A team of students from UWE Bristol‘s PlayWest game studio have developed ‘Speed Titans’, a game inspired by BLOODHOUND SSC – a vehicle that’s soon going to attempt to break the world’s land speed record – that allows its players to compete against the clock to create their very own speed machines.
The game will launch at BLOODHOUND’s showcase event this weekend, where school children in attendance will see their designs put to the test on a virtual airstrip, with scores given for accuracy, distance and top speed achieved.
“We would love for it to… have the greatest possible impact on promoting STEM among the next generation of engineers”
Of course, the upcoming showcase will also see the BLOODHOUND SSC vehicle (pictured right) put through its paces in its first public run ahead of a planned land speed record attempt in South Africa.
Thousands of people are expected to attend the event at Cornwall Airport, Newquay, between 26 and 30 October, where the car will be trialled at speeds of up to 200mph on the runway.
Andy King, Associate Professor in Technology & Innovation at UWE Bristol, who oversaw the development of the game with PlayWest, says: “The game is inspired by the Bloodhound Model Rocket Car Challenge and is very much Scrapheap Challenge meets Minecraft or the Kerbal Space Program games – but with more of a subversive and playful nature to it.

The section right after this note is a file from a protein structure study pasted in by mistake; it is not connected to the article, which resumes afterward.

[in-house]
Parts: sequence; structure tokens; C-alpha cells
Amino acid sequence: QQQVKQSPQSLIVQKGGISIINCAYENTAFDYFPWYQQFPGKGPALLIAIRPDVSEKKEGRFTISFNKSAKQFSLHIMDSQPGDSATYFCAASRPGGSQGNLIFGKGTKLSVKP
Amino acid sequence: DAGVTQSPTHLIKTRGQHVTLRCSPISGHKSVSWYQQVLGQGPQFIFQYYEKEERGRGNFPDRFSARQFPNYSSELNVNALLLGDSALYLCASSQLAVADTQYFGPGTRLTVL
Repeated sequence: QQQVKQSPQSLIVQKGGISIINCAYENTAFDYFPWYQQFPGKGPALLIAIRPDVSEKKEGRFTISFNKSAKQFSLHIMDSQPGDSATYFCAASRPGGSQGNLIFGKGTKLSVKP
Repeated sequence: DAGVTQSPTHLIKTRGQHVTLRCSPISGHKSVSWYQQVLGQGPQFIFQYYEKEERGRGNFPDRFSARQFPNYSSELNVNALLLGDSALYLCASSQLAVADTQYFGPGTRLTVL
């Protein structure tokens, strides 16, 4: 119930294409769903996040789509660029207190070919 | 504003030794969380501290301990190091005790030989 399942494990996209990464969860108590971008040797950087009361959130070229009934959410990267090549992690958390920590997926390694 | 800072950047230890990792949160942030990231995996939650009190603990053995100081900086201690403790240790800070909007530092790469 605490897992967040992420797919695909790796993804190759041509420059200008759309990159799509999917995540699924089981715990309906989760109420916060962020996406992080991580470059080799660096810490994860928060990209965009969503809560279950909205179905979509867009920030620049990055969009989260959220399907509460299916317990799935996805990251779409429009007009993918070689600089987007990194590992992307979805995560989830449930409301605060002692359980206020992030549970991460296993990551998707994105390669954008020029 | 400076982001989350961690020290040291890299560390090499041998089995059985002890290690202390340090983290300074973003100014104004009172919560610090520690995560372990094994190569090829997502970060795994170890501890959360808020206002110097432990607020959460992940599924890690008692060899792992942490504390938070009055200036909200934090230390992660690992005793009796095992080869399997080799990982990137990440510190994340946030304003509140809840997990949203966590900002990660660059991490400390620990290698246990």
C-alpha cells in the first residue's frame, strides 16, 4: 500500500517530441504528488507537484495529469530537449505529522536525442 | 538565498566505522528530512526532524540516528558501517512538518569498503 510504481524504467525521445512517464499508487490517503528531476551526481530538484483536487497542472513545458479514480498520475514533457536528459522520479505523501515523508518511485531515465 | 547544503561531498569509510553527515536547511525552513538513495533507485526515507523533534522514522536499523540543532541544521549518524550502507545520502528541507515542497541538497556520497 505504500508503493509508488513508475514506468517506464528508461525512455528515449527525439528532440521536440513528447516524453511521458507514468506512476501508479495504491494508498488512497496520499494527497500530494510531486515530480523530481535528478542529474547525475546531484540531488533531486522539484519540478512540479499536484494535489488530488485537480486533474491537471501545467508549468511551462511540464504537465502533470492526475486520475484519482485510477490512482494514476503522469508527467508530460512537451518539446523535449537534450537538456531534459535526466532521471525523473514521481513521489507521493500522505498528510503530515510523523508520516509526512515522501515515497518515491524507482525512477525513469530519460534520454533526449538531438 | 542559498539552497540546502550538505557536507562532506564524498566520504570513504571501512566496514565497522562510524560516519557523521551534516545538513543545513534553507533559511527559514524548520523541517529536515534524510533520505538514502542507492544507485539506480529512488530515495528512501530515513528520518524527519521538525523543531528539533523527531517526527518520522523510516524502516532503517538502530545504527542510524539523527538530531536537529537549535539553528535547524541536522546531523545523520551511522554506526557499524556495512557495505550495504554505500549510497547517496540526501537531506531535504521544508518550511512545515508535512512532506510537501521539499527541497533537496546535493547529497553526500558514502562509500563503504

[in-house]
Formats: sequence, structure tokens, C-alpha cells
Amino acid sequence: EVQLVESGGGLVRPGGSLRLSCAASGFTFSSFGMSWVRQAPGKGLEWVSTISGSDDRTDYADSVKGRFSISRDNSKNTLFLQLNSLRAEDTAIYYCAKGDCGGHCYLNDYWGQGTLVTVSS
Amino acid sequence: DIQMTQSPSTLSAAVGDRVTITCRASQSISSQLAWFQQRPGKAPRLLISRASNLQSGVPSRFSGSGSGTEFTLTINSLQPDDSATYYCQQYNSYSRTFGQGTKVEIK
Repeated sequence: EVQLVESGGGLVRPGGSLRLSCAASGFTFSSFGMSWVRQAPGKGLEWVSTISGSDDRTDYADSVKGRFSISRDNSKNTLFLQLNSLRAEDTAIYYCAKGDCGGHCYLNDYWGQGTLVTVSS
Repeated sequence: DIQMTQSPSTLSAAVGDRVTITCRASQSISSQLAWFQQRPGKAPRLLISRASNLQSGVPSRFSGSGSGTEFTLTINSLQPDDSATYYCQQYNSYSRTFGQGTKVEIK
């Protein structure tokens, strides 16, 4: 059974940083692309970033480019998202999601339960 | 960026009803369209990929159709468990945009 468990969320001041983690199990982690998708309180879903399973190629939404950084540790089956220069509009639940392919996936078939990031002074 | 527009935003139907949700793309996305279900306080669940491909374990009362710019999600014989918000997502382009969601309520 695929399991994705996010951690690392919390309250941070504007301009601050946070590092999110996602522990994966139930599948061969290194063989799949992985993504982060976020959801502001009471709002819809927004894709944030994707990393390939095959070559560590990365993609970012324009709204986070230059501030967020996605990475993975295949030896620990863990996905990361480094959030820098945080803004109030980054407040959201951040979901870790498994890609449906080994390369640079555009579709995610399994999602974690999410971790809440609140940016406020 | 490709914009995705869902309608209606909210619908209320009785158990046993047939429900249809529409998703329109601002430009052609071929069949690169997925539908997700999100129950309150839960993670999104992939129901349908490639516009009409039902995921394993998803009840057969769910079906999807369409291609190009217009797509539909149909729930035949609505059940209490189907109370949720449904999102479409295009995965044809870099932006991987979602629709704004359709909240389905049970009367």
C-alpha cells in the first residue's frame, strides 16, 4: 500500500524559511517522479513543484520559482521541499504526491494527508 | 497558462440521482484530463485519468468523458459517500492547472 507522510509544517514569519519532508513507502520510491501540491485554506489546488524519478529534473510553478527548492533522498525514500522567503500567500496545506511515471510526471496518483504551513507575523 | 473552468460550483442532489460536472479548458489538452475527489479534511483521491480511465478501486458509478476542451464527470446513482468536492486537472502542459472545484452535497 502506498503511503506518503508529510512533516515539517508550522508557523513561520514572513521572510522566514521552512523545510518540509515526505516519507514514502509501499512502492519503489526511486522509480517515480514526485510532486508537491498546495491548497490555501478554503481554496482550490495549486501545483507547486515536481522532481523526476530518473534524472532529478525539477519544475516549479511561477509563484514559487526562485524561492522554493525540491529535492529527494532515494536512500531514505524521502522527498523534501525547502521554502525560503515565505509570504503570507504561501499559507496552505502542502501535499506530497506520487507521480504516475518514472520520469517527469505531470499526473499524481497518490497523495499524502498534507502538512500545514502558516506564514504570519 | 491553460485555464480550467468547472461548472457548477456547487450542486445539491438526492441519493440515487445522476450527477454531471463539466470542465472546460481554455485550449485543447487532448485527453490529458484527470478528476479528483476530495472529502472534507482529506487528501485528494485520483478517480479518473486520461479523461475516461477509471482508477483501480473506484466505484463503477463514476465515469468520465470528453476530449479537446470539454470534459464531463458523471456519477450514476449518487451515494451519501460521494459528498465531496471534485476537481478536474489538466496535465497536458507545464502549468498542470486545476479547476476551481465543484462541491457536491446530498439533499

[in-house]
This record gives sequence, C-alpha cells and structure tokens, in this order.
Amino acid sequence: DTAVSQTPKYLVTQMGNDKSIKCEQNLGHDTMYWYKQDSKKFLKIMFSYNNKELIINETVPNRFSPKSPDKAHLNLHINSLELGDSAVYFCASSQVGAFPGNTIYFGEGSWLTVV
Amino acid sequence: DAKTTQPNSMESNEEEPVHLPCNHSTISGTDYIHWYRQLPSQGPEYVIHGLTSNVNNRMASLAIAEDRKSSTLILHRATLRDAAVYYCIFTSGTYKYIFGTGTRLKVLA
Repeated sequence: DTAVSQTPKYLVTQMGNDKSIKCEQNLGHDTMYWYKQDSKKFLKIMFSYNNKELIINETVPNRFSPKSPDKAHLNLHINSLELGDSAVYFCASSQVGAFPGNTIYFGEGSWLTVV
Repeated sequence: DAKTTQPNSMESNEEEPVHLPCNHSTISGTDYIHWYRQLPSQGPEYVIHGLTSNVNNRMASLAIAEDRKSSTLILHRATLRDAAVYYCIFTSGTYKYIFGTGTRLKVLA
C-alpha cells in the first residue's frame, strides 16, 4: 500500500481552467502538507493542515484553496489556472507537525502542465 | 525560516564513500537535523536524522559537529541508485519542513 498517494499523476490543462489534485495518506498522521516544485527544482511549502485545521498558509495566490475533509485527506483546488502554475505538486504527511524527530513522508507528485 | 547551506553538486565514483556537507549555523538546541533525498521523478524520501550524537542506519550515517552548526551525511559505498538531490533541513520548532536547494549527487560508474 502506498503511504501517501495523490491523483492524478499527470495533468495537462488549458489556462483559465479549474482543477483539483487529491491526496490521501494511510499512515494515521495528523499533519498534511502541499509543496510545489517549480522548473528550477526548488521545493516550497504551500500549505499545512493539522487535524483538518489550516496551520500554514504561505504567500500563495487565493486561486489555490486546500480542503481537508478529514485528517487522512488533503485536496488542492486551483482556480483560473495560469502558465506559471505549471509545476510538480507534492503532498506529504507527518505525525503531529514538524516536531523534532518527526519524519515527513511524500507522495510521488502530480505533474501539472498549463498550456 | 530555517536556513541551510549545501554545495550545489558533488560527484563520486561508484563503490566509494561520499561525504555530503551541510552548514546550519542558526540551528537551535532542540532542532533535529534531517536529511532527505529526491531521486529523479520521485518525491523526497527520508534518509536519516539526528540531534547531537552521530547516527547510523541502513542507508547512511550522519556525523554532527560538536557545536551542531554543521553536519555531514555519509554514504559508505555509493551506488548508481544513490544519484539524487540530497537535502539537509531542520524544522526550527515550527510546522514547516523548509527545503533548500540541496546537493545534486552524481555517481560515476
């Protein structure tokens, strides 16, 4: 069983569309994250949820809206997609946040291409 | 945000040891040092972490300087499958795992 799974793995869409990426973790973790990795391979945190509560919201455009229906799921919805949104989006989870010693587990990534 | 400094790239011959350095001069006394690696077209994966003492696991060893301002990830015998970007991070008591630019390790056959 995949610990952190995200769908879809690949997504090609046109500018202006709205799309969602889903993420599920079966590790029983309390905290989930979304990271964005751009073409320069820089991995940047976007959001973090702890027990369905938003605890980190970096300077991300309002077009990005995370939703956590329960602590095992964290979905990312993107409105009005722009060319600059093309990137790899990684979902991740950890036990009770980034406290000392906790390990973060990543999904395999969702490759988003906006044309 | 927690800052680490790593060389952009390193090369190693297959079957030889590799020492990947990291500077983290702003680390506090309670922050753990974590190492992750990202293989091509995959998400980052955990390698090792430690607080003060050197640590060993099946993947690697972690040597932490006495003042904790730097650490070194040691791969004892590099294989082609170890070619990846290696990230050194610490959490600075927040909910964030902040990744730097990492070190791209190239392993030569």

“The aim is to build something resembling a land speed car – ideally a chassis with wheels and components such as spoilers and fuel tanks all built around massive aero engines. But it is possible to get movement out of practically any unwieldy collection of cobbled together objects, such as toolboxes and spanners, although poorly designed cars don’t perform particularly well.”
Andy adds, “The functionality of the game allows components to be picked up by players simultaneously, swivelled and tumbled around, then fixed to any position on the car’s chassis. Players can develop their own learning through trial and error as they work out what works and what doesn’t when their cars are put to the test.”
An educational movement
As Andy explains: “We’re looking forward to seeing the imaginative designs the children come up with and hope they enjoy playing it as much as we did creating it. We would love for it to develop into a full national championship, allowing us to have the greatest possible impact on promoting STEM among the next generation of engineers.”
As well as this fun engineering video game, students at PlayWest have also developed a prototype mobile app for the BLOODHOUND SSC which can be used by mechanics to detect faults and monitor the car’s performance remotely on a handheld device while the vehicle is running. Called BLOODHOUND Inspector, the app is capable of receiving data from more than 600 sensors fitted to different parts of the car and acts as a ‘window’ into the vehicle’s system.
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